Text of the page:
Are you having trouble with ground crickets? These are tiny insects that are between 3/8 and 1/2 an inch in length. They're not much to look at by themselves, but when you have several of them getting into your Louisville home, they can create a big problem. Let's take a look at a few important things you should know about ground crickets.
Why Ground Crickets Are Getting Inside
Your home does not have an environment that is suitable for ground crickets. They get in by accident. It is important to understand the conditions that lead to an infestation and correct these issues.
A home with ground crickets inside is likely to have lots of organic debris around it. This might be leaf litter, sticks, grass clipping, mulch, woodpiles, or some other debris near the home. Ground crickets find harborage under this layer of debris.
- Rake leaves, pine straw, and other material away from your foundation wall.
- Move woodpiles to at least twenty feet from your foundation.
- Try to establish a dry patch of around 18 inches between your foundation wall and your landscaping.
- Remove unnecessary vegetation from your landscaping.
- Remove rock piles that are near your foundation walls.
If you have a damp perimeter, you could invite ground crickets. These insects will feed on insects in your landscaping. Moist vegetation attracts these insects. Try to promote a dry environment around your home.
- Make sure your gutters are doing their job.
- Water your plants in the early morning so that all that moisture will dry up long before nightfall.
- Keep everything trimmed and plucked. This lets the air flow through your landscape and dries the topsoil.
- Cut branches from trees that block the sun and create areas that are densely shaded.
Ground crickets are attracted to light. If you have lots of exterior lighting, you could be luring these insects to your home at night.
- Keep lights off at night whenever possible. The obvious exception is in locations where it is a security concern to have the lights off.
- Consider replacing white lights with yellow lights. Yellow light is more resistant to insects.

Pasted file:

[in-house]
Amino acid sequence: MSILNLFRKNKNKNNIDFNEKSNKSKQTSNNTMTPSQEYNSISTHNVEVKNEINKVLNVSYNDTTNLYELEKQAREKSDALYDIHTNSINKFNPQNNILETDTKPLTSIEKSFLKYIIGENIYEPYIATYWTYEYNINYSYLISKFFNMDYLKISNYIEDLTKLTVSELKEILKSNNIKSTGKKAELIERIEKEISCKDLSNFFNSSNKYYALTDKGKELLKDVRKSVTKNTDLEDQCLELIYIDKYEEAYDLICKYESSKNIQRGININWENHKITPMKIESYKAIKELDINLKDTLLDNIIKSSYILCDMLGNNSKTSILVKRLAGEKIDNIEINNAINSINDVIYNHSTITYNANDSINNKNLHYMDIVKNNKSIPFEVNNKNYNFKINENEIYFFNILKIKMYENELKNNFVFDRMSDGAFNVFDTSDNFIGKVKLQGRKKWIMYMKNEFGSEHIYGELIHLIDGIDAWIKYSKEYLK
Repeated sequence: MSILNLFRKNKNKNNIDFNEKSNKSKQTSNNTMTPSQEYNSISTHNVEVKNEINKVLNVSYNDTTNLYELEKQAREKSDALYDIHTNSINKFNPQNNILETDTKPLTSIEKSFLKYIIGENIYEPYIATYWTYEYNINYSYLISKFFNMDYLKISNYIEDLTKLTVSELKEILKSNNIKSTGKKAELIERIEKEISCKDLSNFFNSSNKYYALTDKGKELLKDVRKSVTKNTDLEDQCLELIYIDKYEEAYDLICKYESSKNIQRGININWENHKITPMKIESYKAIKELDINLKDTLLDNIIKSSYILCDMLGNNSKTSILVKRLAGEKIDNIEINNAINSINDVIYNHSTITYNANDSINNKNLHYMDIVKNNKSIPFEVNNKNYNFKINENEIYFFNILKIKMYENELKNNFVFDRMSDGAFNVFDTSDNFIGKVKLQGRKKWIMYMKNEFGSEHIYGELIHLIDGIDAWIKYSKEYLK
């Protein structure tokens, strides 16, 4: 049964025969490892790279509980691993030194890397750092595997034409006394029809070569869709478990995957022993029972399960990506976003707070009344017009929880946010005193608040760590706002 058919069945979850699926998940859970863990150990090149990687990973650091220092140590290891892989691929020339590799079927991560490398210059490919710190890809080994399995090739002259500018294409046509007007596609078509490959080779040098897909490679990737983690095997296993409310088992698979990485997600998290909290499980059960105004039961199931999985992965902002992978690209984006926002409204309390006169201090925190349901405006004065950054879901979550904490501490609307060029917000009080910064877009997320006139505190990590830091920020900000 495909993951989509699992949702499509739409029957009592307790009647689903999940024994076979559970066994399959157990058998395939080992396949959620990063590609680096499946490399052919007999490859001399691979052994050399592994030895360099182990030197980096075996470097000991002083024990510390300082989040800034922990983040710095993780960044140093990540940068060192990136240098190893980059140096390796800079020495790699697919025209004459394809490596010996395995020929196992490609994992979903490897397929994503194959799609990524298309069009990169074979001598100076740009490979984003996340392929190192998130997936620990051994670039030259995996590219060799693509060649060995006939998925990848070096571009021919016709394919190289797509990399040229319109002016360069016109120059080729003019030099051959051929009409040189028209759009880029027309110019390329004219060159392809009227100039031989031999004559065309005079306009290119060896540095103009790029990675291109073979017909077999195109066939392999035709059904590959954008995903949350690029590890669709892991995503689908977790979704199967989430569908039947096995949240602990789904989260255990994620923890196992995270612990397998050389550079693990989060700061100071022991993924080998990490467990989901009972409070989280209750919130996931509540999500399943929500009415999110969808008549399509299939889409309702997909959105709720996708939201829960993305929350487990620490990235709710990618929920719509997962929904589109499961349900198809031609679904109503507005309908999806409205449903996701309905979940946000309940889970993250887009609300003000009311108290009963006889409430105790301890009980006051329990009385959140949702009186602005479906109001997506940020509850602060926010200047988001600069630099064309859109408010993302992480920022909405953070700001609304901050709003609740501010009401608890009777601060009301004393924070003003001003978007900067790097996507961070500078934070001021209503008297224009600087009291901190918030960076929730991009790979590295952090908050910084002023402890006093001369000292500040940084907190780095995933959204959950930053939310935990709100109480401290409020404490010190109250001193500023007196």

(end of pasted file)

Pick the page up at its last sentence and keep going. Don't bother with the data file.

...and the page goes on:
- Keep shades and curtains closed at night to keep the light inside your home.
Seal Your Exterior
The biggest reason ground crickets get into your home is that they can. While reducing cricket activity is important, it will do nothing if you provide entry points for crickets to get inside. Do a detailed inspection of your exterior and seal any holes, gaps, or cracks you find. Some common trouble spots are:
- Gaps in the weatherstripping around exterior doors
- Missing or damaged door sweeps
- Gaps around the outside of door or window frames
- Holes created by wood-damaging pests in door or window frames
- Damaged screens on doors or windows
- Openings around window framing
- Damaged window or door panes
- Cracks in foundation walls
- Chipped mortar
- Unprotected weep holes
- Holes in sole plates (also called sill plates)
- Gaps around wire conduit PVC or pipes
Where Crickets Hang Out Inside
Once ground crickets get into your home, they will look for areas of high humidity, like your basement, cellar, boiler room, etc. If you take steps to reduce moisture in your home, you can make it very uncomfortable for ground crickets. Adding dehumidifiers, fans, and exhaust vents can make a big difference.
What Happens When Crickets Get Inside
- These little pests can make an irritating noise with their wings. This noise is created by male crickets looking to attract female crickets.
- Ground crickets can chew on your stuff and create holes. They target fabrics, paper, and plants.
- Ground crickets aren't completely harmless. They can carry organisms on their bodies and in their feces, such as salmonella and E. coli. It is not good when these insects get into your pantry, kitchen, or food-storage areas.
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